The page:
The US Food and Drug Administration (FDA) issued a proposed rule on Tuesday to establish requirements on the de novo review pathway for classifying new medical device types.
If finalized, the rule will implement the de novo classification process and define the scope of regulatory procedures used by agency staff and classification panels convened by FDA when classifying and reclassifying medical devices.
The work at FDA’s Center for Devices and Radiological Health (CDRH) to issue the new proposed rule was first discussed
in October at RAPS’ 2018 Convergence. The current lack of a de novo-specific regulation puts the de novo program at “somewhat of a disadvantage” compared to the 510(k) and premarket application (PMA) review pathways, CDRH’s Sergio de del Castillo said.
The 76-page proposed rule sets forth the procedures and criteria for manufacturers to follow when developing requests for new device classifications via the de novo program. In addition to this voluntary process for a firm to both submit and withdraw a de novo classification request, other provisions in the proposed rule clarify how agency staff intend to accept, review, grant and/or decline a de novo request.
The rule proposes to allow for a firm to submit a de no classification request with or without first receiving a not substantially equivalent determination on a 510(k). The agency “may refuse to accept a de novo request that is ineligible or is incomplete on its face” under the proposed rule, which would also give agency staff more leeway in refusing to accept determinations on requests deemed inadequate.
The proposal provides a pathway for certain new types of devices to obtain marketing authorization as class I or class II devices, rather than remaining automatically designated as a class III device, which would require premarket approval. The newly proposed de novo requirements are intended to “limit the unnecessary expenditure of FDA and industry resources” when evaluating a PMA application for a proposed device that is better suited to undergo a 510(k) review, the agency said.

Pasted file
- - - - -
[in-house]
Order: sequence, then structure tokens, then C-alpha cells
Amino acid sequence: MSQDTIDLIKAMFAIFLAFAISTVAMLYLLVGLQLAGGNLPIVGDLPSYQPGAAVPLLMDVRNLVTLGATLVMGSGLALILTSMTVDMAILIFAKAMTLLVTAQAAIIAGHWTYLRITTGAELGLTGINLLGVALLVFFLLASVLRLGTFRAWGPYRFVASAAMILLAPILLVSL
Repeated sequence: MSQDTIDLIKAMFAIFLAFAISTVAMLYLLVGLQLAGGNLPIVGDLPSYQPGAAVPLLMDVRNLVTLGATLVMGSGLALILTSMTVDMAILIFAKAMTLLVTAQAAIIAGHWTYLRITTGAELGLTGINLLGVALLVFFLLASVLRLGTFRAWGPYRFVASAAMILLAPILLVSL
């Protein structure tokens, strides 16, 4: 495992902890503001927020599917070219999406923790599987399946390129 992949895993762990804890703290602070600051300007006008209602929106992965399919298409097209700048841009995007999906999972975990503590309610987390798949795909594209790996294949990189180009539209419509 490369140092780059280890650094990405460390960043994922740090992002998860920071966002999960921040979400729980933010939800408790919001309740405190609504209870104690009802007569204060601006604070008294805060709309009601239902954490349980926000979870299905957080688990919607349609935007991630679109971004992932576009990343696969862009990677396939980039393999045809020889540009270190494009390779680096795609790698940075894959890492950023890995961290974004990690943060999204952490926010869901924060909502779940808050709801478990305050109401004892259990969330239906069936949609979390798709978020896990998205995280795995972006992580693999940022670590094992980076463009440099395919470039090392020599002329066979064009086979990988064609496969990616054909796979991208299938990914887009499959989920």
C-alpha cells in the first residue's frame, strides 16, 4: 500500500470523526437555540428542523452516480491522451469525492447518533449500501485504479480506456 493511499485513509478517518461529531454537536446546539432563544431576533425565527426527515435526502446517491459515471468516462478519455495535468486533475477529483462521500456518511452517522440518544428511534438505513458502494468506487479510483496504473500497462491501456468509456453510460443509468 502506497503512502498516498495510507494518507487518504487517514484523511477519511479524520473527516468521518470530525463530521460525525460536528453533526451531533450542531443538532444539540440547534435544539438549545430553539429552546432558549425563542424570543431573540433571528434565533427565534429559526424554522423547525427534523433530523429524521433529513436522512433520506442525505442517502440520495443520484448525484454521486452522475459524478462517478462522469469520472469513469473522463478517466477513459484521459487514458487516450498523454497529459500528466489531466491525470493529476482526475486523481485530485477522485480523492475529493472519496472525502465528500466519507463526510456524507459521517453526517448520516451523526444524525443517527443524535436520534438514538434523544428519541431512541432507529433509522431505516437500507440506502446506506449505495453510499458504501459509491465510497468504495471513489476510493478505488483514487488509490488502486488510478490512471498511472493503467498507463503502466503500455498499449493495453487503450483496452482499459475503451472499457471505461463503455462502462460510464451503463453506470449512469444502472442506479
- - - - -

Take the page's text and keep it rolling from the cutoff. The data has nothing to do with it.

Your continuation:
FDA finalized guidance
in 2017 to offer recommendations on obtaining feedback regarding content for de novo requests, among other aspects of the program. Yet “some de novo requests lack crucial data or other information rendering the requests incomplete and requiring additional reviews,” the agency said.
The proposal involves codifying the minimum requirements on content to include in a de novo classification request through the addition of a new subpart D to 21 CFR part 860.
The content requirements under the proposed rule seek to help applicants anticipate FDA’s expectations by providing regulatory clarity and predictability. These include a table of contents, information to contact the de novo requester, a statement on the device’s regulatory history and a summary of each study used in support of a de novo request, among several other requirements.
Many of the proposed content requirements relate to the results of any clinical investigation that involved human subjects, including those conducted overseas, to support a de novo request. The rule proposes to include various elements in this section, including a discussion of observed device failures.
Last year was a “banner year” for the de novo program, with the average number of granted de novo classification requests totaling nearly 100 in 2017 versus just 22 during 2012, said de del Castillo. The newly proposed rule was partly driven by this anomaly as FDA aims to provide greater consistency in anticipation of an expected growth in use of the de novo regulatory review pathway, he added.
All other regulatory review pathways for medical devices in the US have been subject to new policy proposals this year in addition to the de novo pathway, including an overhaul announced
last week of the pathway used for most devices to obtain FDA marketing clearance via 510(k)s.
According to FDA Commissioner Scott Gottlieb, the agency believes the new 510(k) policy proposals will result in more devices using the de novo pathway than previously anticipated. This is because the 10-year limit on the use of predicate devices under the new 510(k) framework would lead to more firms looking to establish a new classification in absence of an existing device. A larger pool of granted de novo classification requests would also result in a spike in the number of 510(k) submissions.
The de novo proposed rule is intended to provide “clear standards, expectations and processes” for de novo classification requests “as a way to continue to modernize the 510(k) process,” Gottlieb said.